A bit clever
In electric form, the Smart car may finally live up to its name
The plug-in Smart is now in its second generation— with a third to come later this year— and Daimler says production has topped 2000 cars for destinations in 18 countries.
The first real-world electric car from the Daimler family is promised for Australia but the final details— on-sale date and the crucial price— are still unknown.
‘‘ It’s under evaluation,’’ says Mercedes-benz spokesman David Mccarthy. ‘‘ We’re looking to bring a small number in initially, to trial them in our driving conditions.
‘‘ The big stumbling point is the price at this point. It’s probably going to be pretty close to $30,000. It will be at least a 50 per cent premium on the petrol car.’’
Unless owners have a solar array on the roof, the vast majority of these Smarts will run on coal-fired electricity and that’s not so smart.
Still, Benz is advancing with a plan for potentially the third all-electric car in Australia, to join the tiny and tinny Mitsubishi I-MIEV and the impressive Nissan Leaf.
‘‘ Hopefully in the next month or so we’ll have a decision. We’ve got a bit of interest but we deliberately haven’t talked about it until we’ve driven the car in local conditions,’’ Mccarthy says.
The Fortwo is an ideal subject for electrification. In fact, when the tiny city car was born in the 1980s— as the Swatchmobile, an idea from Swatch boss Nicolas Hayek— it was intended to be a plug-in battery car.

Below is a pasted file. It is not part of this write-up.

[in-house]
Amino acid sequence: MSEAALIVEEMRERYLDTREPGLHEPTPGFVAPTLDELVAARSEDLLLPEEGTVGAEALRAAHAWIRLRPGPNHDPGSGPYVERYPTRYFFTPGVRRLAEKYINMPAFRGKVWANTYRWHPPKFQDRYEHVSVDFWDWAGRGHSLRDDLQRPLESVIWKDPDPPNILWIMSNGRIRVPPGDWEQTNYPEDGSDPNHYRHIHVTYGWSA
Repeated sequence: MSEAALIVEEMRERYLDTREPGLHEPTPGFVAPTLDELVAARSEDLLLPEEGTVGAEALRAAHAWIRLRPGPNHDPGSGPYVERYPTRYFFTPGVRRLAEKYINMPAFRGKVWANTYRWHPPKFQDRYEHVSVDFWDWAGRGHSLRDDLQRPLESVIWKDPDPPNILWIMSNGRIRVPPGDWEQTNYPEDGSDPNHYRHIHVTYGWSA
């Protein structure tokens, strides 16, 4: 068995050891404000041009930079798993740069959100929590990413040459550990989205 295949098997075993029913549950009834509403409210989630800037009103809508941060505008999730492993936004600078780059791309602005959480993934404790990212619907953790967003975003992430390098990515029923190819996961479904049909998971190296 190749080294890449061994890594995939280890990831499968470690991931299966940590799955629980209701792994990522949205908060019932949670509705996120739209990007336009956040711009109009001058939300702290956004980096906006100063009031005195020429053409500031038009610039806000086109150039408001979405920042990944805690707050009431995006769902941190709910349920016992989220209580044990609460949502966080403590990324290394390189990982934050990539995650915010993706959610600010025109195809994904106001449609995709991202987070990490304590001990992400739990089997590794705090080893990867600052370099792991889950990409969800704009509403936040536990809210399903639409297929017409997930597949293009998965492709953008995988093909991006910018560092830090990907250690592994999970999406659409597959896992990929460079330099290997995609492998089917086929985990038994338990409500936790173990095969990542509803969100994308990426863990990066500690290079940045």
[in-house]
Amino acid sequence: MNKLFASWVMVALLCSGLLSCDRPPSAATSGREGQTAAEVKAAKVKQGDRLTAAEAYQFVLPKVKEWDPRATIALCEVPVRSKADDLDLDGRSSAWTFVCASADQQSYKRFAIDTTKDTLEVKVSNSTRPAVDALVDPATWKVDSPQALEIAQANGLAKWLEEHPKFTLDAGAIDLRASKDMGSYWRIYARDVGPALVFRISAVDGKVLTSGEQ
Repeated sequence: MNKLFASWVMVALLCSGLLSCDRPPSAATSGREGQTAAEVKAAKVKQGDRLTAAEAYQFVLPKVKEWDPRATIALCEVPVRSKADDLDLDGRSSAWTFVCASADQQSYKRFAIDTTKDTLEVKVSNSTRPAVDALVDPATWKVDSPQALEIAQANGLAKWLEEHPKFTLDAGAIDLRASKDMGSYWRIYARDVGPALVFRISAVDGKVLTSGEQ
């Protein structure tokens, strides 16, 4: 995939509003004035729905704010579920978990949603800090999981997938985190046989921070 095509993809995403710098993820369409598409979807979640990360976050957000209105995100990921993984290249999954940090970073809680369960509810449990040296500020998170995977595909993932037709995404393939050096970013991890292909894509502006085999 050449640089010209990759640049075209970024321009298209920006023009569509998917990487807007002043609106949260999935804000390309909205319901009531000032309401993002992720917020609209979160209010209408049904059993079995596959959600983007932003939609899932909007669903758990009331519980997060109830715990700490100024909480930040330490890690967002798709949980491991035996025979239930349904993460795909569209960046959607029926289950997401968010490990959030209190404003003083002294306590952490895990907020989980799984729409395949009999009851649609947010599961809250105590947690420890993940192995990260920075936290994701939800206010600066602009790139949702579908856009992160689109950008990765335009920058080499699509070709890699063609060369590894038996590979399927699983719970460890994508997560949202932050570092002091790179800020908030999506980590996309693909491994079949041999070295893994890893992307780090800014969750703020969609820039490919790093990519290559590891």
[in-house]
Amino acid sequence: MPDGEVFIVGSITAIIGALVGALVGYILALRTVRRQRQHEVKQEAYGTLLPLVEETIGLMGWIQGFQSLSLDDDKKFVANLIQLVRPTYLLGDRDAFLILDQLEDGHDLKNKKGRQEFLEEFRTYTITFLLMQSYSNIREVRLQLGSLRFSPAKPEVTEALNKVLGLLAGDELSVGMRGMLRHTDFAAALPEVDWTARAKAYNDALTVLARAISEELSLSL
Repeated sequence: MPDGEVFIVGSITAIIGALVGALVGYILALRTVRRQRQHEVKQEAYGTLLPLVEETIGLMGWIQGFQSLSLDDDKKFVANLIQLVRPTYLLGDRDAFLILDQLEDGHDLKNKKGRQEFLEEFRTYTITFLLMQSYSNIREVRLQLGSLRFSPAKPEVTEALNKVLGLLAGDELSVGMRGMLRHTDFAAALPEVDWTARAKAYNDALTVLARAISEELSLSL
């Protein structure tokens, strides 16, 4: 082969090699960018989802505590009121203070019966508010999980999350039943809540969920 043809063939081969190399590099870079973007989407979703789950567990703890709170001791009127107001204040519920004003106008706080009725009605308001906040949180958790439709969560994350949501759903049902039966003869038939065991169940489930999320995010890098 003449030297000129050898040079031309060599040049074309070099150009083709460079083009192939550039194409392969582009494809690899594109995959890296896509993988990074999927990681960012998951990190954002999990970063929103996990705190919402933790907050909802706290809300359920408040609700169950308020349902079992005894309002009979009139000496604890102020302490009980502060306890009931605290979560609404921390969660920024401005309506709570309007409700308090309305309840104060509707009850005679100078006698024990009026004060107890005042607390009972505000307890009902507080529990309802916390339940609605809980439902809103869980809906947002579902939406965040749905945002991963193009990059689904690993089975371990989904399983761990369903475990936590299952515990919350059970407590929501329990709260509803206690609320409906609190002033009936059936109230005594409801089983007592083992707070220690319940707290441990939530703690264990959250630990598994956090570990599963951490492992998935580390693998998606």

By the time it hit the road in 1998 it had gone petrol, and today’s Fortwo is still propelled by a 1.0-litre threecylinder 52kw engine in the tail with claimed economy of 4.7L/100km.
The switch to the latest Electric Drive package uses a lithium-ion power pack, from Tesla, and an electric motor good for 20kw in constant running, 30kw at peak.
Maximum speed is 100km/h, moving from rest to 60km/h takes 6.5 seconds and the claimed range is 100km.
But when ED3 arrives this year, a new battery and other changes will mean 35kw (and a petrol-rivalling 50kw at peak), a top speed of 120km/h, 0-60km/h in 5.0 seconds and a range of at least 135km.
The Smarttwo is much as it’s always been: short, stumpy and very different. That difference has not worked well in Australia, where parking space is not as precious as it is in Paris, London or Rome.
But some people like the idea of a two-seater city runabout and the Smart delivers with a look that is unique.
The Smart ED (Electric Drive) has alloy wheels and is nicely fitted out in the cabin, with two dash-top gauges— they stick up like a crab’s eyes — for battery life and current power use.
The plug-in cable is deftly integrated into the lower half of the rear hatch, which splits with a glass upper for easy access, and the plug-in point is tucked into what would normally be the filler for the fuel tank.
The latest Smart is a four-star car in Europe but that’s not the ED. So it’s hard to know exactly how it will go, despite Daimler’s promises that it will be as good as the regular car.
It comes with ESP and ABS, as you’d expect, and safety has always been a priority. There were massive changes to everything from the suspension to the weight balance even before the first car was sold.
However, it’s still a tiny car and you wouldn’t want to be on the receiving end if someone in a Toyota Landcruiser made a mistake.
I have driven a bunch of electric cars and the Smart ED is one of the sweetest and most relevant as a green city runner. It will never rival a Falcon at the lights, or match the Commodore for carrying capacity but it meets the needs of many people who are now even looking at scooters for inner-city chores and trips.
The Smart feels far more solid than the I-MIEV, while the price will easily undercut the Leaf.
But there are a bunch of ‘‘ buts’’.
Any Smart car makes a lot of sense in Europe, where roads are crowded and parking is tight, and the electric car is even smarter because of its zero emissions when running. But even the worst of Sydney and